Sunday, December 19, 2021

U.S. federal court rules photographer has to serve LGBTQ people equally

Professional photographer Emilee Carpenter, with help from the anti-LGBTQ hate group Alliance Defending Freedom (ADF), field a lawsuit claiming New York's nondiscrimination laws forced her to create work "against her beliefs" or face numerous fines. 

Carpenter sued the state for violating her First and 14th Amendment rights after being asked to photograph same-sex couples.

"Just as the government cannot compel a lesbian baker to create a cake condemning same-sex marriage or an atheist playwright to wax positively about God, New York cannot force Emilee to convey messages she objects to,” the lawsuit said.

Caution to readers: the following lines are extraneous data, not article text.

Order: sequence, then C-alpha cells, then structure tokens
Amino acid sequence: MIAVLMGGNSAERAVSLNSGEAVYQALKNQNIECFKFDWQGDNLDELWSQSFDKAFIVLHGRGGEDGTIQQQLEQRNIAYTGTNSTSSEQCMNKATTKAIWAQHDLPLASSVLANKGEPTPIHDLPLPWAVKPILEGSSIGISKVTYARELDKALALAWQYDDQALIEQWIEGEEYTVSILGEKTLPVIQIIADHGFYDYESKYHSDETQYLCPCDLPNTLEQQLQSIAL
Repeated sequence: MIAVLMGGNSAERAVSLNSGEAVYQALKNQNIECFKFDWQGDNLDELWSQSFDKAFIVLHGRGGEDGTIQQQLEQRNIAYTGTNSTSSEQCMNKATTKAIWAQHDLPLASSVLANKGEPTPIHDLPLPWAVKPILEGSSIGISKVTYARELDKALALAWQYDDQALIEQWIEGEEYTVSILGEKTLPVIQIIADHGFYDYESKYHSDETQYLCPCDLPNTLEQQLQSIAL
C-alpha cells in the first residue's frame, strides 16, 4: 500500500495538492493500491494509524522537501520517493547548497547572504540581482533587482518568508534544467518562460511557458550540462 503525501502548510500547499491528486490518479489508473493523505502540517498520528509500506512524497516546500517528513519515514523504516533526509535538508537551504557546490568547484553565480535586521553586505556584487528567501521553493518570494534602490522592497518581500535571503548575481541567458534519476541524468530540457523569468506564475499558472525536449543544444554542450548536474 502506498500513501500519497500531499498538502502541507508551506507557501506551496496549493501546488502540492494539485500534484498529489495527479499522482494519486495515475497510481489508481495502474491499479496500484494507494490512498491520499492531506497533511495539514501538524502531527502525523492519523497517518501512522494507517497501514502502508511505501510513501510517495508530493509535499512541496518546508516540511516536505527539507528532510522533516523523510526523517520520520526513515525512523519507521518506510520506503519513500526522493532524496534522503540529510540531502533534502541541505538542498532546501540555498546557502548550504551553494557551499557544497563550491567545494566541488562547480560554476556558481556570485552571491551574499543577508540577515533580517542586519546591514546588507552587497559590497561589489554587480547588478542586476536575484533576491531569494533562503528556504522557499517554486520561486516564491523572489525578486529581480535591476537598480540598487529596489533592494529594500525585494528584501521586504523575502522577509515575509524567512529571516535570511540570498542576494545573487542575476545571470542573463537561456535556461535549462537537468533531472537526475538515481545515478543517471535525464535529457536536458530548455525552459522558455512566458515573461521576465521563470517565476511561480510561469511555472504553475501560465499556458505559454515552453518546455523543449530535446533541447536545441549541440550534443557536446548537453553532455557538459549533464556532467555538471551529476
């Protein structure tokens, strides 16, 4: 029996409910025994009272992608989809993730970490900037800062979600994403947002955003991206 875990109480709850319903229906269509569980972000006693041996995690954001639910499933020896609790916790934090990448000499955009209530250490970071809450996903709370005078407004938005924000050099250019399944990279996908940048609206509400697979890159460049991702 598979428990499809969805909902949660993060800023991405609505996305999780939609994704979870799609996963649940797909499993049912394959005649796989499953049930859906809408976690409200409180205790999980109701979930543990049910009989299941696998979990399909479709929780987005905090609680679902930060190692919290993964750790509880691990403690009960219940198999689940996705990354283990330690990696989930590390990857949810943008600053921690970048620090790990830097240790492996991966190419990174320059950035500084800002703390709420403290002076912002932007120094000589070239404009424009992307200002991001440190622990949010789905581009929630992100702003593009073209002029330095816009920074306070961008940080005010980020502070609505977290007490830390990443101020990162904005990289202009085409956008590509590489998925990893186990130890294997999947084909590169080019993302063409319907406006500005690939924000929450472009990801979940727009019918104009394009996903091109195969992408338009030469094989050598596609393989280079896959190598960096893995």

U.S. District Judge Frank P. Geraci Jr. of Western New York dismissed Carpenter's suit, stating the nondiscrimination laws "simply seek to guarantee that businesses purporting to serve the public truly do serve the public."

“This court decision is a huge victory in our pursuit to ensure that every New Yorker has equal access and equal protections under the law,” said New York Attorney General Letitia James in a statement. “My office will always fight to ensure that every New Yorker is treated equally under the law across our entire state.”

Carpenter and ADF announced that they would appeal.

Read the NY AG Letitia James statement here

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